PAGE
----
But fear sells and as such was the underlying theme running throughout the 24 hour news cycle—fear of dying— fear of others—fear of travel—fear of hugging—fear of having to wear masks which turned into fear of not wearing masks. 

The press finally tasting greater ratings after being in decline for the last number of years, fully gave over to the theory that the greater the pronouncement, the greater the fear generated, the more that people would be paying attention to those newscasts. They have always known that a multi-car crash always draws better than a two car fender bender, but this had the greatest potential—the ability to turn the daily infection numbers into a catastrophe of “never been seen before” dimensions.

Television news clearly told the banner producer on “Breaking news”, to just leave it running. Death was everywhere as if posing for the 5th Estate that pursued the glimmers of devestation .  The media became addicted. Pictures of bodies, pictures of people laying in the street, or pictures of gowned and masked fatigued hospital workers, sweat stains outlining their newly lined worried faces.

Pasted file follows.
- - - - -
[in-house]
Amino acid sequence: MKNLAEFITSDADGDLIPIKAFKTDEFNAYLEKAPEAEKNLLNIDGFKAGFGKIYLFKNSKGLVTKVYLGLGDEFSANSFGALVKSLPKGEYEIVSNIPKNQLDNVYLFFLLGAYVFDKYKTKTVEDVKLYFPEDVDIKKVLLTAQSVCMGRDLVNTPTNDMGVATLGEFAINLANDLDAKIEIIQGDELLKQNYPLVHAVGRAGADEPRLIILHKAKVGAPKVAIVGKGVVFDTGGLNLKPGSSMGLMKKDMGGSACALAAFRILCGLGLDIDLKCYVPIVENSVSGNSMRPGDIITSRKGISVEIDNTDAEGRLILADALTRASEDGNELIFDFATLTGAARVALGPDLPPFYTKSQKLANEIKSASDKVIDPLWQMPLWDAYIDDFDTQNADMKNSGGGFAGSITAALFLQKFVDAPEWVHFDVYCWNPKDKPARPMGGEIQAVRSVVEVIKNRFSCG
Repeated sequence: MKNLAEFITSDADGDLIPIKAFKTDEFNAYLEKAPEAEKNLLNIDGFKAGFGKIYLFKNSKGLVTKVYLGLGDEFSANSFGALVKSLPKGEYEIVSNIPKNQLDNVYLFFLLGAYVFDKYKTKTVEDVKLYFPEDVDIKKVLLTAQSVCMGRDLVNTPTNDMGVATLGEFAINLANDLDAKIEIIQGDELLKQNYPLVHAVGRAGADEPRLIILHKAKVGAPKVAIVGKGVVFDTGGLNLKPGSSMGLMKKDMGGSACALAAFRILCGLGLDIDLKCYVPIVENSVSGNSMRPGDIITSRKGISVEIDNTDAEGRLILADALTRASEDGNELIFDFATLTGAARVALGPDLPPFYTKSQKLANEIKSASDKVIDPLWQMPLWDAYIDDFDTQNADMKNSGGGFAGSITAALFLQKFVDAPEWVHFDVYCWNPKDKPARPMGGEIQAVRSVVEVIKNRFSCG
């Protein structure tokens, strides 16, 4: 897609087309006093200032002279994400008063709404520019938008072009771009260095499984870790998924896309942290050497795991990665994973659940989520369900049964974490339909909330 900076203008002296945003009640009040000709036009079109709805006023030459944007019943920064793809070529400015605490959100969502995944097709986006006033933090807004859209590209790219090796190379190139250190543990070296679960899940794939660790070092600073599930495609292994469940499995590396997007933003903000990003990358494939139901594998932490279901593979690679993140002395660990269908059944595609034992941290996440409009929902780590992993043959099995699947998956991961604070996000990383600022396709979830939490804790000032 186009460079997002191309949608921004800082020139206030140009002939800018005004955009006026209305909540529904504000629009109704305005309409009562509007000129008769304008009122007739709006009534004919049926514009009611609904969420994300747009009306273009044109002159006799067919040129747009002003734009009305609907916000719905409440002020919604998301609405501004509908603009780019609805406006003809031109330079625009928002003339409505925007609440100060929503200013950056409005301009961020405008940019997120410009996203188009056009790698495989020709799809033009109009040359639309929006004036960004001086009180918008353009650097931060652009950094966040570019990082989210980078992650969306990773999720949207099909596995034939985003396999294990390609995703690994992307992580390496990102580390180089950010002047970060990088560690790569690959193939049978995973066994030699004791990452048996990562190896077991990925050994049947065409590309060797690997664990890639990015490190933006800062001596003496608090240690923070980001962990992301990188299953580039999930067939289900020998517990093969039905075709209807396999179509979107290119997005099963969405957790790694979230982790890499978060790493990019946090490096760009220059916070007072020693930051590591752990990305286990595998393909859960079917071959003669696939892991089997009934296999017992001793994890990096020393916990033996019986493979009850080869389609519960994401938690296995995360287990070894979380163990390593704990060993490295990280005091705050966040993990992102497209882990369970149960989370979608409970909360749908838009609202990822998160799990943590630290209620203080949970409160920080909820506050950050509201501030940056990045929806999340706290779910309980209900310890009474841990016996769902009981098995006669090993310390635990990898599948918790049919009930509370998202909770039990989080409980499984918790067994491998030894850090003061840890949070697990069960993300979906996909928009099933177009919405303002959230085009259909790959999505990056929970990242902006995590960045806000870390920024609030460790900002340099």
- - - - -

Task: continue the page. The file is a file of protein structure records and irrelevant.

In the early simpler days, the press always waited around for the picture or video of the body bagged victim, being rolled from the residence on a gurney. This virus was a new heaven to the throng of journalists who dutifully culled and edited videos from around the world, while sitting safely behind their laptops. Tents full of body bags or mass burial grounds were portrayed every night, over and over again, helping to keep the grim and ominous dark clouds hanging over the future. 

The media generated fear with single minded attention on a scale never seen before. The level of their deceit knew no bounds. Shallow unsubstantiated subjective reporting has now put the mainstream media in Canada in the category of grocery store tabloids. 

So as we entered the fourth month we braced for more covid stories while the death lottery numbers droned on. 

Then out of the blue, with head-snapping alacrity, that same intense media attention all swung south of the border. 

A new crisis was born and this new “crisis “contained all the elements of headline seeking editors and broadcasters; violence, crowds, tear gas, endless videos of police pushing the “innocent”, journalists being “targeted” with pepper bullets. A veritable smorgasbord of tweets, photos and videos were uploaded.  Unverified raw video, no background reporting, just a torrent of information from which to feed this new appetite for fear and consternation.